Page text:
The social model of self-care

Tom looks surprised in a face mask, like they’ve done something wrong. There’s big letter over the top saying “Self-care (for the hyperactive anti-capitalist) or, how to start a revolution”

I’ve been working on a show called “Self-care for the hyperactive anti-capitalist, or, how to start a revolution” for a couple of months now, I’m basically trying loads of different self-care practices and interrogating how affective they are. The thing is, I had ADHD and some epilepsy-related impairments so I don’t instantly buy into typical self-care, my brain isn’t quiet and yoga makes me fidget.

I thought I was going to find a magical new kind of self-care that worked for me, and I have found some tactics, but mainly I’ve found a big question.

Is self-care just a short term buffer to a long-term structural problem? Is it sustainable or effective beyond the immediate?

Let me unpack that a bit. I do a lot of things around my ADHD that are self-care practices, even if they don’t look like it. I get sensory burnout more easily than a lot of people, so if I go out too many times in a week I have to take a quiet day where I generally play video games because they give me lots of dopamine for very little sensory input. I haven’t always articulated it as self-care but I understand it as that now.

If you understand ADHD in the social model, I can say that I don’t do this because my ADHD is making me stressed, I do this because the sensory expectation of both capitalist and ableist structures in the world make it necessary.

This means my self-care practice, is a temporary buffer against a long-term structural problem. It might get me to the next week, but it doesn’t remove the root of the problem that is making the self-care necessary.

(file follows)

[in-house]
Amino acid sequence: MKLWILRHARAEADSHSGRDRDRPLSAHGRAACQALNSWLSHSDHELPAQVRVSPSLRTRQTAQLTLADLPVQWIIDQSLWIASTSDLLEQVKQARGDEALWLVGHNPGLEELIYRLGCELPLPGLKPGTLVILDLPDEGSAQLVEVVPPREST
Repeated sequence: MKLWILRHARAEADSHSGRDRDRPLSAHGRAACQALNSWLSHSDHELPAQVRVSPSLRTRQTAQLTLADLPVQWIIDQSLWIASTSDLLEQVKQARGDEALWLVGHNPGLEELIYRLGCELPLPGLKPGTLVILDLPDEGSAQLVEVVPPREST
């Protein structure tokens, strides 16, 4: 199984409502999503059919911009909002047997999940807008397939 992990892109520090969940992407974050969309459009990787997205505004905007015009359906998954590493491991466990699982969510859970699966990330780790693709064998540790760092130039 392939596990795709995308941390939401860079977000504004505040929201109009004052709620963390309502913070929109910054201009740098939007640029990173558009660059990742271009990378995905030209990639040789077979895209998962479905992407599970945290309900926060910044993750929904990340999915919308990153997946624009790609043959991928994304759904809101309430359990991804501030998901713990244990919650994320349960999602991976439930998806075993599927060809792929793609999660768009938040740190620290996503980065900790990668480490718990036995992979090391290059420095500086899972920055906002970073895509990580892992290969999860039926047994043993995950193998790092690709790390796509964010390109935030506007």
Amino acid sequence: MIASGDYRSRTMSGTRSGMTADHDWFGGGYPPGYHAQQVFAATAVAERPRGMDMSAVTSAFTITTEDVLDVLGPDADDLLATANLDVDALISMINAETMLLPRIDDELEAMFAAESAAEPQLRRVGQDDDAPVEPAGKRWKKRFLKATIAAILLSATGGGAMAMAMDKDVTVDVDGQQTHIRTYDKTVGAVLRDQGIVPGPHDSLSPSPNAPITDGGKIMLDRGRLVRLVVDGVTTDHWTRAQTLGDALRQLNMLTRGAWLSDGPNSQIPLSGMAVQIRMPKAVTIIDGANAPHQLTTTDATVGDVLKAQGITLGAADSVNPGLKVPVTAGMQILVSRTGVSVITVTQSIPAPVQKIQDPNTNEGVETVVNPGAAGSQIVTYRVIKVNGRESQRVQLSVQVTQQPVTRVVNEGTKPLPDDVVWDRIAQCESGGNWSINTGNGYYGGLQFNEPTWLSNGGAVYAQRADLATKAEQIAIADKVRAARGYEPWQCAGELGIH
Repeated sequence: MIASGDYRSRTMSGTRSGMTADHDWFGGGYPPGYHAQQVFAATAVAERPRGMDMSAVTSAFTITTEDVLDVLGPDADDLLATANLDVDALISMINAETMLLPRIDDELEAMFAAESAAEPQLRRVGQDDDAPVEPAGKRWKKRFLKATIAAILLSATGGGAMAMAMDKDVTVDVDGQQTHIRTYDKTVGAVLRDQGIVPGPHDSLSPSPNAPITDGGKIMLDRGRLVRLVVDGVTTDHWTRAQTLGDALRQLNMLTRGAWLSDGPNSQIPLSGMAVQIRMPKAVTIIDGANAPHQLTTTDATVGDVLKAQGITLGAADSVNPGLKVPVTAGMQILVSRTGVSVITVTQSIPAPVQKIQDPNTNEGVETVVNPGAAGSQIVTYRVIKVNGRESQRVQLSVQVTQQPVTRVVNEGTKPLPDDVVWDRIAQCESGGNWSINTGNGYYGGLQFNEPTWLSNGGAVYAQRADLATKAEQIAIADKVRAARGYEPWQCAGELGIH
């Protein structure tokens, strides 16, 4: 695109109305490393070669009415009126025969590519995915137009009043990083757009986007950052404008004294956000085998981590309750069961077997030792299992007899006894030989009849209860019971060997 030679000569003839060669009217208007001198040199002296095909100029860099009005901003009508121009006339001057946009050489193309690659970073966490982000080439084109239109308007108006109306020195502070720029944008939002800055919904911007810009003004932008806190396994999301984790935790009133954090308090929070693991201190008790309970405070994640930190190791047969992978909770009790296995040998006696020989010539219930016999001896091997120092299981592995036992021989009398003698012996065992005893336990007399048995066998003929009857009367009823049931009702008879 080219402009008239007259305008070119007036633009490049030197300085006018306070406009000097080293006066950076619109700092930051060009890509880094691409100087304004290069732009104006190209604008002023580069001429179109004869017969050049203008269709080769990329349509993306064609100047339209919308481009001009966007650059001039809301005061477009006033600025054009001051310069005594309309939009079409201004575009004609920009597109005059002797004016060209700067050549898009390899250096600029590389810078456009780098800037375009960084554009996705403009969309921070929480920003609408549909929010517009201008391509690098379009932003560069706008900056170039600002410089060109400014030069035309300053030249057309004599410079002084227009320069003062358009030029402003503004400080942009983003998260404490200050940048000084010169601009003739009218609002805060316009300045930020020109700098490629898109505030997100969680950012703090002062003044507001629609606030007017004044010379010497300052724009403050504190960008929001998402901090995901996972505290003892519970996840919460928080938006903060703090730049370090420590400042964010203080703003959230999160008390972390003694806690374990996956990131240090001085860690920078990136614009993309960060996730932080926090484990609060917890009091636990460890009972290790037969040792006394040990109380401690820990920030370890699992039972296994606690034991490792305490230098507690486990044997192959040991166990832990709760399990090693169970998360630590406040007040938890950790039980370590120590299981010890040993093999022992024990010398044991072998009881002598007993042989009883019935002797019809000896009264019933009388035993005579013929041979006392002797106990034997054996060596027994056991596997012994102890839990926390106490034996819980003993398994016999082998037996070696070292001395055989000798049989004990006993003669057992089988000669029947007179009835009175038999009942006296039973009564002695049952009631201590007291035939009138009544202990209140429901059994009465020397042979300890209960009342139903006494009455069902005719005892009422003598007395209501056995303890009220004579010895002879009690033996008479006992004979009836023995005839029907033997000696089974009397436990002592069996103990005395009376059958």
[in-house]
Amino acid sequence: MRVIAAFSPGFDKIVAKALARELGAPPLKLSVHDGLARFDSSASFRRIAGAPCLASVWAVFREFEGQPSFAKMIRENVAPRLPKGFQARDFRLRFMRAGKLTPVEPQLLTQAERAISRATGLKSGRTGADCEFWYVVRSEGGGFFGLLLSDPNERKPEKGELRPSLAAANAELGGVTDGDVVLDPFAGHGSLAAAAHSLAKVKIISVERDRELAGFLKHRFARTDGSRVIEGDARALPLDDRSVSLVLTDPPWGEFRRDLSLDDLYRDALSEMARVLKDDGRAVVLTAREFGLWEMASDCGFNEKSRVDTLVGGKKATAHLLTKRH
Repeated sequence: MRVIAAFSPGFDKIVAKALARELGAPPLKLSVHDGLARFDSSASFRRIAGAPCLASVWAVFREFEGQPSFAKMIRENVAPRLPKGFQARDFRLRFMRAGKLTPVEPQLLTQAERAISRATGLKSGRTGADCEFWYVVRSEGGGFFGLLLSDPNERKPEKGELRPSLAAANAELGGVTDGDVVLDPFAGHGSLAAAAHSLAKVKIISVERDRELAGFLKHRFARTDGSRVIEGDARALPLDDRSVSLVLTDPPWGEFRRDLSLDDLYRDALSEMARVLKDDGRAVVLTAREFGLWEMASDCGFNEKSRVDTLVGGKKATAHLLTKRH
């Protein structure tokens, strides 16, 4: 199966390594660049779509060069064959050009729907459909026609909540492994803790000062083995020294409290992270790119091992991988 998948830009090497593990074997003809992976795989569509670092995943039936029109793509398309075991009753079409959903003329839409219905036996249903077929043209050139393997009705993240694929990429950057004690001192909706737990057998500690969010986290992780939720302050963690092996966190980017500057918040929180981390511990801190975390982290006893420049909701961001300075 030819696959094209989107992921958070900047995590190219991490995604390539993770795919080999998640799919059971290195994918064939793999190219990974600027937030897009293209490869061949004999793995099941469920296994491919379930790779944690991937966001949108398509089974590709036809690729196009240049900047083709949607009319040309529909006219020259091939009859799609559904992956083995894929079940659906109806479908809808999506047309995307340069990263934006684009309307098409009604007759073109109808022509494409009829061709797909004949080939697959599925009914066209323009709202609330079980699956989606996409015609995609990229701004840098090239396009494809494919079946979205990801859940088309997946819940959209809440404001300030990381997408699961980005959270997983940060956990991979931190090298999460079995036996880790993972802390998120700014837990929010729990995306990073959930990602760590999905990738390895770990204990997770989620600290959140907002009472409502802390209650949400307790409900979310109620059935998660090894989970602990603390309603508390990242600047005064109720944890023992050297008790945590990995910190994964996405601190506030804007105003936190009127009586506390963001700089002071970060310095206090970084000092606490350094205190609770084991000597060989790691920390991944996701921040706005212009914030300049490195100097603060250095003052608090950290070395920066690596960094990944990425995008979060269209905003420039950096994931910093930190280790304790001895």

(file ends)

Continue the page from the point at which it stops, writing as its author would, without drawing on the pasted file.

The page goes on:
I think this is why I’ve often disliked the self-care industry, it feels like you’re investing in very short-term solutions while the structural problem persists. The investment doesn’t change anything so you have to continually invest again and again. This is why the self-care industry has boomed, because it continually ensures that it is necessary.

What would happen if we dreamed a form of self-care that aimed to make itself redundant? I think this probably looks more like structural care, or community care, or systematic care. The “self” in self-care stops you being part of a system, it makes it all internal and addresses only your needs.

I’m not suggesting we stop doing self-care, I think we have to do this action of resourcing ourself to the next day. Maybe there’s something else we do at the same time, something more disruptive like activism, that we can structure in a way that also gives us the resources we need?

I don’t know what this thing / practice is, I guess that’s why I’m making this show.

You can find out more about the show and the CRIPtic showcase here:

Writer / Theatre Maker in the UK. You can find me at @BoyAndPen elsewhere.